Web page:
The antiquated handwritten labor-scheduling process used for years by supermarkets is giving way to a new generation of time-saving software solutions -- and for good reason.
Labor is the single largest expense a retailer can control with best practices and improved efficiencies by using labor-scheduling software, industry sources told SN.
Rather than relying on the gut instincts of managers about when the store is slow or busy, labor-scheduling software paints a more accurate picture of store traffic. Armed with this detailed data, retailers can allocate staff resources more efficiently.
One retailer told SN payroll costs were reduced almost 10% after the store used the software for only a short period. Another East Coast retailer said it saw a return on its investment in a labor-scheduling system within a month after the software was installed at its stores.
Some retailers are just testing the waters of automated labor-scheduling; others are expanding their use of the technology they have had in place for several years.
Some retailers are poised to use the software to schedule not only front-end staff but workers in such key operational areas as food preparation, deli, receiving and customer service.
Safeway, Pleasanton, Calif., is rolling out the technology to its 320-store Vons chain, based in Arcadia, Calif. "Our Vons stores will have the [labor-scheduling] software, and that's in the process of being implemented," said Safeway spokeswoman Debra Lambert. She added, "Other U.S. divisions of Safeway have had the software in the stores for some time."
Festival Foods, Mechanicsburg, Pa., a division of Fleming Cos., Oklahoma City, has significantly reduced payroll costs in the year since it installed software to schedule front-end labor in 16 of its stores.
In the last year, Festival has reduced its labor costs by 0.3% as a percentage of sales, said Roger Hensil, store manager.
"When you consider that's total sales, it's pretty significant," he added.
"I really think we paid for our investment within a month," Hensil said, noting the return on investment varies from store to store. "It doesn't take much work to save dollars on the front end. It's a great tool."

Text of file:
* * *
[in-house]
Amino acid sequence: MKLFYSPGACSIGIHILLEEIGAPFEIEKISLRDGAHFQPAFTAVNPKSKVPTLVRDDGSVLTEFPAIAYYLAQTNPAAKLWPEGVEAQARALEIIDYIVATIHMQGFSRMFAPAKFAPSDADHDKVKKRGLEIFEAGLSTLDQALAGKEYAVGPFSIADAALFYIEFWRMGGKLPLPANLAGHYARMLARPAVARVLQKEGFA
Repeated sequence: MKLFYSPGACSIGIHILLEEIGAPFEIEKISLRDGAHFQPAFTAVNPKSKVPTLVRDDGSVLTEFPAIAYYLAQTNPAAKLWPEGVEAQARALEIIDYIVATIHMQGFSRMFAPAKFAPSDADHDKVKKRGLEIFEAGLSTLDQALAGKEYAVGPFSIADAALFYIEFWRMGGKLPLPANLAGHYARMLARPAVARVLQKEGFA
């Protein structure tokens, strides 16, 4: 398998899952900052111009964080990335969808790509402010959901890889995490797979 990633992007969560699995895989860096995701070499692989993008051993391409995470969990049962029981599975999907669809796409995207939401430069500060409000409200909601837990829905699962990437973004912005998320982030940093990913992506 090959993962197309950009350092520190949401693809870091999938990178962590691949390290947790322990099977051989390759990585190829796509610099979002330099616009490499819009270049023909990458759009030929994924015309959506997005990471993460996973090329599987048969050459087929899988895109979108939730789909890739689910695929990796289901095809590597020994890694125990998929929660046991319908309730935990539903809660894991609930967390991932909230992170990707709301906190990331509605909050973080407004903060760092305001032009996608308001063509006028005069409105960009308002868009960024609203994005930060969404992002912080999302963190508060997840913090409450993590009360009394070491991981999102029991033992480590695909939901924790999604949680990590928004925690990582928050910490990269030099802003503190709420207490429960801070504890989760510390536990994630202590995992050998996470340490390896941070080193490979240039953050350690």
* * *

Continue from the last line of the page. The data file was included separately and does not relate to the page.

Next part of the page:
The retailer also has been able to reduce the time it takes to create weekly work schedules, to two to three hours rather than the six to eight hours it took to do it manually.
"I really think it's going to be the way to schedule labor in the future," Hensil said.
Before installing the new software, some Festival stores used a Lotus-based scheduling system that was developed by the retailer.
One of the value-added benefits of automated labor-scheduling, according to Hensil, is that Festival learned through the new software that it was doing a large late-night business that required more staff.
"We do a tremendous business [at] 2 o'clock in the morning," Hensil said, noting he adjusted staff work hours accordingly and had to dismiss some employees who could not work the new schedule. "There were significant changes in how labor was scheduled," he told SN. "Unfortunately, we lost some employees."
The software provides a fairly quick solution to a retailer's labor-scheduling problems, particularly for front-end operations, but to make it most efficient over the long haul, the system must be re-evaluated every few years, industry sources told SN.
"That's probably true," said Hensil. "For one thing, you change methods on the front end that often."
"You really need to go back and visit your standards and look at software every four or five years," said Tom Agan, a principal with Kurt Salmon Associates, Princeton, N.J.
He added the software must be able to accommodate changes in the retailer's business.
Agan believes retailers' use of labor-scheduling software will become more prevalent in the future.
"One common outlook is [it's] not if you're going to do labor scheduling, but when you'll do it," Agan said.
Agan said the software should be acquired through a technology vendor rather than developed in-house by the retailer.
"Scheduling software is very difficult to develop," Agan said, adding that it required a fair amount of sophistication and was "easy to mess up."
Giant Eagle, a Pittsburgh wholesaler and retailer, recently installed a new labor-scheduling system in 40 of its corporate stores in the Cleveland area.
The wholesaler is replacing the labor-scheduling software at its recently acquired Riser's Food Stores, which now operates under the Giant Eagle banner, according to John Giedl, director of training and development for Giant Eagle.
Giant Eagle, which has used the software for front-end operations at its own stores since 1996, has reduced payroll costs about 10%, he said.
"What it [the software] does is takes out a lot of the guesswork and better determine our labor requirements. It improved our bottom-line productivity and improved customer service," he said.
Prior to installing the scheduling software, Giant Eagle used a manual system, Giedl said, adding that some of Giant's independent operators had also used the software. "A lot [of our independent operators] were really excited about saving money," he said.
Giant Eagle stores that have the software are expanding its use to grocery and deli.
"Grocery will be done by end of the summer, and there is no timetable for deli," Giedl told SN.
Agan agreed with Giedl that the benefits of labor-scheduling software extend beyond front-end operations. Many retailers offer prepared meals, for example, which have a tight profit margin.
"When [retailers] get into preparing food, if they don't have tight control over labor costs, they're going to lose," Agan said.
He suggested consider using labor scheduling in other areas, such as receiving and customer service.